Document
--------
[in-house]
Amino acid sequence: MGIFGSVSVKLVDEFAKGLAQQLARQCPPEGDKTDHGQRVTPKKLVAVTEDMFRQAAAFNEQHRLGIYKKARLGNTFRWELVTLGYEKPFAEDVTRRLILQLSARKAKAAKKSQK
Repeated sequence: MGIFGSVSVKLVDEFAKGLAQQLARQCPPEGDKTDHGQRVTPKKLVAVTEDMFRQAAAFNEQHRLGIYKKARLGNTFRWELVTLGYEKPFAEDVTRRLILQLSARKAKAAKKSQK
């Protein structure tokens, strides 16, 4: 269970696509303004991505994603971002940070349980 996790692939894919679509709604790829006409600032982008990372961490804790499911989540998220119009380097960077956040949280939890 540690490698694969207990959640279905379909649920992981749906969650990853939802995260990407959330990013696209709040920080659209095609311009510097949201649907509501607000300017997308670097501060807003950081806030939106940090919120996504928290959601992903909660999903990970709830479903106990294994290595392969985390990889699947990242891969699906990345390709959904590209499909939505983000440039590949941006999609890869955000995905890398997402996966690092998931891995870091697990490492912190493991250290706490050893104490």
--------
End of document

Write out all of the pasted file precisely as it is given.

[in-house]
Amino acid sequence: MGIFGSVSVKLVDEFAKGLAQQLARQCPPEGDKTDHGQRVTPKKLVAVTEDMFRQAAAFNEQHRLGIYKKARLGNTFRWELVTLGYEKPFAEDVTRRLILQLSARKAKAAKKSQK
Repeated sequence: MGIFGSVSVKLVDEFAKGLAQQLARQCPPEGDKTDHGQRVTPKKLVAVTEDMFRQAAAFNEQHRLGIYKKARLGNTFRWELVTLGYEKPFAEDVTRRLILQLSARKAKAAKKSQK
């Protein structure tokens, strides 16, 4: 269970696509303004991505994603971002940070349980 996790692939894919679509709604790829006409600032982008990372961490804790499911989540998220119009380097960077956040949280939890 540690490698694969207990959640279905379909649920992981749906969650990853939802995260990407959330990013696209709040920080659209095609311009510097949201649907509501607000300017997308670097501060807003950081806030939106940090919120996504928290959601992903909660999903990970709830479903106990294994290595392969985390990889699947990242891969699906990345390709959904590209499909939505983000440039590949941006999609890869955000995905890398997402996966690092998931891995870091697990490492912190493991250290706490050893104490």